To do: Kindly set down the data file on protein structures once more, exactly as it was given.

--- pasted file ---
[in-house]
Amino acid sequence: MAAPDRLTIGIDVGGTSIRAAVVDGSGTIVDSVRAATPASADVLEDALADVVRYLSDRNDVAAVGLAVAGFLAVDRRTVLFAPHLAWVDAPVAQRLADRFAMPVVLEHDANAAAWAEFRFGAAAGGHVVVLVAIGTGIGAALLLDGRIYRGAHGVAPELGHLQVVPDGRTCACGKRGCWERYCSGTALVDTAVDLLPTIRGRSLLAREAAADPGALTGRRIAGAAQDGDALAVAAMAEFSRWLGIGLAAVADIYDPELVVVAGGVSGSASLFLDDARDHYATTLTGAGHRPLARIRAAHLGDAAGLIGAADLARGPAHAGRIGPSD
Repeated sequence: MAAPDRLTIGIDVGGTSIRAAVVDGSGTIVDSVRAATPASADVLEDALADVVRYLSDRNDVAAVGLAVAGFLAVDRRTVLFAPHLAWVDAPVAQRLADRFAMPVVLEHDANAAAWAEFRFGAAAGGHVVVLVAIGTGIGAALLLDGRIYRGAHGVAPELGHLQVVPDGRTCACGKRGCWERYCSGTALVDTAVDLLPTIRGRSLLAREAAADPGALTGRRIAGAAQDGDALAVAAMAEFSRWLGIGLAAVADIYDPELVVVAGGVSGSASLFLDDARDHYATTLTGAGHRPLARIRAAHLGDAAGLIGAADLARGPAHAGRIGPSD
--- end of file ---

[in-house]
Amino acid sequence: MAAPDRLTIGIDVGGTSIRAAVVDGSGTIVDSVRAATPASADVLEDALADVVRYLSDRNDVAAVGLAVAGFLAVDRRTVLFAPHLAWVDAPVAQRLADRFAMPVVLEHDANAAAWAEFRFGAAAGGHVVVLVAIGTGIGAALLLDGRIYRGAHGVAPELGHLQVVPDGRTCACGKRGCWERYCSGTALVDTAVDLLPTIRGRSLLAREAAADPGALTGRRIAGAAQDGDALAVAAMAEFSRWLGIGLAAVADIYDPELVVVAGGVSGSASLFLDDARDHYATTLTGAGHRPLARIRAAHLGDAAGLIGAADLARGPAHAGRIGPSD
Repeated sequence: MAAPDRLTIGIDVGGTSIRAAVVDGSGTIVDSVRAATPASADVLEDALADVVRYLSDRNDVAAVGLAVAGFLAVDRRTVLFAPHLAWVDAPVAQRLADRFAMPVVLEHDANAAAWAEFRFGAAAGGHVVVLVAIGTGIGAALLLDGRIYRGAHGVAPELGHLQVVPDGRTCACGKRGCWERYCSGTALVDTAVDLLPTIRGRSLLAREAAADPGALTGRRIAGAAQDGDALAVAAMAEFSRWLGIGLAAVADIYDPELVVVAGGVSGSASLFLDDARDHYATTLTGAGHRPLARIRAAHLGDAAGLIGAADLARGPAHAGRIGPSD